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Leonard v. Stemtech Health Sciences, Inc.

United States District Court, D. Delaware

July 8, 2014



LEONARD P. STARK, District Judge.

Pending before the Court is the Motion for Award of Prejudgment Interest filed by Plaintiff Andrew Paul Leonard ("Plaintiff' or "Leonard"). (D.I. 241) For the reasons stated below, the Court will deny the motion.


The factual background and procedural history of this case leading up to the filing of the pending motion are detailed in the Court's prior opinions.[1] For present purposes, the following background will suffice.

Plaintiff Leonard brought suit against Defendant Stemtech Health Sciences, Inc./Stemtech International, Inc. ("Stemtech" or "Defendant") and John Does 1-100 for copyright infringement, relating to certain photographic images created by Plaintiff. On October 11, 2013, following a trial, the jury returned a verdict in favor of Plaintiff and against Defendant, which included an award of actual damages in the amount of $1.6 million. (D.I. 229, 230) Thereafter, the Court directed the parties to meet and confer and submit a form of judgment. ( See D.I. 240 at 248) On October 17, 2013, Plaintiff's counsel advised the Court that the parties were unable to reach agreement upon the form of judgment. (D.I. 231) The next day, the parties submitted competing forms of order. (D.I. 232, 233) Plaintiff proposed two alternative forms of judgment order, both of which seek, inter alia, to incorporate an award of prejudgment interest. ( See D.I. 233 Exs. A, B) On October 22, 2013, the Court denied Plaintiff's request for entry of either of its proposed forms of judgment, without prejudice to Plaintiff's ability to renew its request for an award of prejudgment interest, following the filing of a motion and full briefing. (D.I. 235)

On November 8, 2013, Plaintiff filed its Motion for an Award of Prejudgment Interest on the jury's monetary award. (D.I. 241) Plaintiff seeks prejudgment interest from June 1, 2006 to be awarded at an interest rate of 11%, which would result in a total interest award of between $960, 000 and $1, 298, 179 (depending on whether and how often interest is compounded). (D.I. 242 at 8, 19) Defendant opposes the motion, arguing that an award of prejudgment interest would be inequitable and unfair. Briefing on the motion was completed on December 5, 2013. (D.I. 242, 243, 244)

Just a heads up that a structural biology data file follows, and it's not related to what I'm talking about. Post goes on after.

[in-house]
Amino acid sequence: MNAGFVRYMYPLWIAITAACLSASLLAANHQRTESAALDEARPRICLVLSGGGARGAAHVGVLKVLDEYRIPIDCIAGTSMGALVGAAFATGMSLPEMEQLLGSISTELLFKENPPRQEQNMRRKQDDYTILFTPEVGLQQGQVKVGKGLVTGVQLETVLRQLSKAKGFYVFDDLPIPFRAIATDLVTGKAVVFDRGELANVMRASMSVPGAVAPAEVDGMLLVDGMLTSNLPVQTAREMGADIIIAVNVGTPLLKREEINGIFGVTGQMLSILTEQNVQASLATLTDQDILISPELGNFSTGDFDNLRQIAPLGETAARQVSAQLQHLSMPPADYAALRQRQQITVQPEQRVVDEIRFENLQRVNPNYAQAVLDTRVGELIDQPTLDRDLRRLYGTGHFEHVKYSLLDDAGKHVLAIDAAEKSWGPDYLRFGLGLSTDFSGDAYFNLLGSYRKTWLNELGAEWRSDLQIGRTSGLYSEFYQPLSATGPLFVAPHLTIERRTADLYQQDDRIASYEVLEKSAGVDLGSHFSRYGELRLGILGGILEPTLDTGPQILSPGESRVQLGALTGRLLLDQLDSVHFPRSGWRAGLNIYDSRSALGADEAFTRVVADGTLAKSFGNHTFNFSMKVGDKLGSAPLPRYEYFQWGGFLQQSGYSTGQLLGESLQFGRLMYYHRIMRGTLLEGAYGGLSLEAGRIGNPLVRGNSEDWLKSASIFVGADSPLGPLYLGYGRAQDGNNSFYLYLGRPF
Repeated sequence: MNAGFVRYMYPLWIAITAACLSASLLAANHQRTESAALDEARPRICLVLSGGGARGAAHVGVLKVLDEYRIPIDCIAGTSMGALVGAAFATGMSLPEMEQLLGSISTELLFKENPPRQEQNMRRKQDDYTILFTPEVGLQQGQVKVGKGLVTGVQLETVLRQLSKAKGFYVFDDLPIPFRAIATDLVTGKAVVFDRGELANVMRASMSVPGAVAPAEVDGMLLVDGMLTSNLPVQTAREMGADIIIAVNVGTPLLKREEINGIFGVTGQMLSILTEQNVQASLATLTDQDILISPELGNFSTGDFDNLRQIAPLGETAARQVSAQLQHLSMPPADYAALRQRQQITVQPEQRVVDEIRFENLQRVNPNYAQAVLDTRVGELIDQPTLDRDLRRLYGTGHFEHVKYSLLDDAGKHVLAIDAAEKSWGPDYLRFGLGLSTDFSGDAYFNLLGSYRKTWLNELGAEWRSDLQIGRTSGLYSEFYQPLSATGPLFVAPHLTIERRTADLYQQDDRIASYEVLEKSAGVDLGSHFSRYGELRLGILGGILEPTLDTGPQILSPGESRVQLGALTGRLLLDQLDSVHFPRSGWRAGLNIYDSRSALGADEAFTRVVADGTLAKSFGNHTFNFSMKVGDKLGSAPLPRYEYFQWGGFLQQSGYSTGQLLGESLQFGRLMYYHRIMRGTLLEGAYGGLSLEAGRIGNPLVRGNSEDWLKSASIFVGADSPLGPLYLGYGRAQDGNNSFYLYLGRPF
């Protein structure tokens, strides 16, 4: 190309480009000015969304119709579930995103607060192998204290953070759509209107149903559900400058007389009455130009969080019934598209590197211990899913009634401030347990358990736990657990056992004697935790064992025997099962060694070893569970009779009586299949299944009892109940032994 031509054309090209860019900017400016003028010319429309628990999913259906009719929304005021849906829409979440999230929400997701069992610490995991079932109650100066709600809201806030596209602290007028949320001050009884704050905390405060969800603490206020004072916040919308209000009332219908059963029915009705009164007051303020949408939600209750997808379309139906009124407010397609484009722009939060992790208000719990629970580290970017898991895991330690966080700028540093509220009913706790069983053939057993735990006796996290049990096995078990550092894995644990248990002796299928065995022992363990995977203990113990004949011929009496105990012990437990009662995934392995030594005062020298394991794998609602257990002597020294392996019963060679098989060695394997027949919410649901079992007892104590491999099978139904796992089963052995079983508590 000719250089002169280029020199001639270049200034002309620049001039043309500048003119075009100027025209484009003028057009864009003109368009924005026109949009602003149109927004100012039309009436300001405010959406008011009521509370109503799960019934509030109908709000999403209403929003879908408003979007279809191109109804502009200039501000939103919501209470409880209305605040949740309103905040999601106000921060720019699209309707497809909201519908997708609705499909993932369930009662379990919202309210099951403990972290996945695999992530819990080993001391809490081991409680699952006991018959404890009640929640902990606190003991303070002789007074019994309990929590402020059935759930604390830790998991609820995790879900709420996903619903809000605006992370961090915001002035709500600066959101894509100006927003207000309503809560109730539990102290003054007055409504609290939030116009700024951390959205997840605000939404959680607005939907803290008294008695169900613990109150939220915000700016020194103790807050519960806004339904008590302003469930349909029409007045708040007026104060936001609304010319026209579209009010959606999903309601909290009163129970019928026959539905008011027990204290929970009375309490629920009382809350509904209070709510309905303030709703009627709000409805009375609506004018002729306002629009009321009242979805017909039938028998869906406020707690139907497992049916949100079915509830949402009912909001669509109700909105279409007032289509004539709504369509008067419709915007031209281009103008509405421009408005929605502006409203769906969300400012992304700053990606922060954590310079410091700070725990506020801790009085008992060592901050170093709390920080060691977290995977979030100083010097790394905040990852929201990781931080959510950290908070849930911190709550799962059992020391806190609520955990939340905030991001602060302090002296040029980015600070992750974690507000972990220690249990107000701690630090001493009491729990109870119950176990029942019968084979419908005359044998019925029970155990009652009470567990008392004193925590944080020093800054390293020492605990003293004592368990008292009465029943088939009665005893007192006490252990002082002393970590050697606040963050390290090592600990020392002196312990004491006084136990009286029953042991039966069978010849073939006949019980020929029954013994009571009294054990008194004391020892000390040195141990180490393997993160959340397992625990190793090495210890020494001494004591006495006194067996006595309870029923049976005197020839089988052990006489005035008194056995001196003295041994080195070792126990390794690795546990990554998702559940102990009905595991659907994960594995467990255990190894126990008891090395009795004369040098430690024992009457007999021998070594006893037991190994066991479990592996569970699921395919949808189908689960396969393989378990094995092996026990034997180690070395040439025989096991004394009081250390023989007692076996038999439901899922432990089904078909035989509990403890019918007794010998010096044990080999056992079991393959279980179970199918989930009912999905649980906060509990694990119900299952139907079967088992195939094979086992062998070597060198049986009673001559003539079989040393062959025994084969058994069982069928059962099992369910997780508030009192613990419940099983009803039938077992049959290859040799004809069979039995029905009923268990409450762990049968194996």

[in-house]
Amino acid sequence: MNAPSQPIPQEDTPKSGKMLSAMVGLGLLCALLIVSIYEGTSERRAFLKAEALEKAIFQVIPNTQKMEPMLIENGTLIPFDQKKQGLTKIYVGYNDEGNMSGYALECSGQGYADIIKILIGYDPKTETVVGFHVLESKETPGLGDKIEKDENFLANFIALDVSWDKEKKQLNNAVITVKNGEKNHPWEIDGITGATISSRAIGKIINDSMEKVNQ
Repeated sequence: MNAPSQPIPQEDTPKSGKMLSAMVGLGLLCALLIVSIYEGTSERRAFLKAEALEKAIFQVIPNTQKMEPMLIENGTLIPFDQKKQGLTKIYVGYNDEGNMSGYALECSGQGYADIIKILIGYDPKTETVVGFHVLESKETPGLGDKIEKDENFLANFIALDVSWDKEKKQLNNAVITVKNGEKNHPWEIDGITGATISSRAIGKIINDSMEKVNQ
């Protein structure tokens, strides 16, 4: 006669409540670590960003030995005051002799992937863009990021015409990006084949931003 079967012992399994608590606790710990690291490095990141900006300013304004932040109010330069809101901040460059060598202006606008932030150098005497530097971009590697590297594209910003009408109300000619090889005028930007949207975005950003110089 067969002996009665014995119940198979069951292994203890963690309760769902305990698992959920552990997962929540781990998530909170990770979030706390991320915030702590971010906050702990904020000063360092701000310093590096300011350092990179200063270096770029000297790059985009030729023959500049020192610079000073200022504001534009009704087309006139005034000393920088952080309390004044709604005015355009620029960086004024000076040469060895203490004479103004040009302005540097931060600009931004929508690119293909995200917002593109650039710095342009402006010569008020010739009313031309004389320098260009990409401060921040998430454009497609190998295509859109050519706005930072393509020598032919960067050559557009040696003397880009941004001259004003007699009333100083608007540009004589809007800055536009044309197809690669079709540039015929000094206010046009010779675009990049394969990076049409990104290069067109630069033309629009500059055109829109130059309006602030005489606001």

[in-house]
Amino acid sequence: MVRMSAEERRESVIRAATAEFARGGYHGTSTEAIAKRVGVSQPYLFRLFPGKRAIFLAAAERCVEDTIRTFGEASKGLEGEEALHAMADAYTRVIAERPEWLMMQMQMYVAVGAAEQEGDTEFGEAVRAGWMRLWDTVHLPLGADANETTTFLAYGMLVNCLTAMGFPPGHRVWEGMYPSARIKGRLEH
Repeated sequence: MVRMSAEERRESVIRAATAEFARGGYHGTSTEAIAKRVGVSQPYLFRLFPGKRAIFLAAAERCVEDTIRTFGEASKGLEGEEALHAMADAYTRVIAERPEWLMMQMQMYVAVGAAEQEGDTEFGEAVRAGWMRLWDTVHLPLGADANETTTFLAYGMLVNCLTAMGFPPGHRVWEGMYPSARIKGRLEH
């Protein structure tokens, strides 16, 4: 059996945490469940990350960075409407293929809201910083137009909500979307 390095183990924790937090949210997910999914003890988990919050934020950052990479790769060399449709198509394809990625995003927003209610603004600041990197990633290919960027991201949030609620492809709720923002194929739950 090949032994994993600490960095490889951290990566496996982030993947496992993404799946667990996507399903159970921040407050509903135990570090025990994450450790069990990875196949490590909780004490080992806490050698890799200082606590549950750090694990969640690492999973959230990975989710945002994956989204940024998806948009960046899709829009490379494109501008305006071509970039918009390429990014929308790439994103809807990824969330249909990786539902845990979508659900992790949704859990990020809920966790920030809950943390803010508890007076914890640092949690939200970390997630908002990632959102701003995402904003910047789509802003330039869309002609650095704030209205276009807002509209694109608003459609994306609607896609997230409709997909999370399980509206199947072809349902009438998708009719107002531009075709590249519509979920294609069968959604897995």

The Copyright Act is silent on the issue of whether prejudgment interest may be recovered. See 17 U.S.C. ยง 101, et seq. In the Third Circuit awards of prejudgment interest are permitted in copyright cases. See William A. Graham Co. v. Haughey, 646 F.3d 138 (3d Cir. 2011).

In Graham, the Third Circuit held that an award of prejudgment interest "is available in copyright cases at the District Court's discretion, exercised in light of' consideration[s] of fairness.'" Id. at 145-46. The Court further stated that it generally "favor[s] permitting prejudgment interest awards." Id. at 144. In other contexts, the Third Circuit has added that there is generally "a strong presumption in favor of awarding prejudgment interest, " Booker v. Taylor Milk Co., 64 F.3d 860, 868 (3d Cir. 1995), and has directed District Courts to "explain why the usual equities in favor of such interest are not applicable" when interest is denied, Pignataro v. Port. Auth., 593 F.3d 265, 274 (3d Cir. 2010); see also generally Kansas v. Colorado, 533 U.S. 1, 10 (2001) ("Our cases since 1933 have consistently acknowledged that a monetary award does not fully compensate for injury unless it includes an interest component.").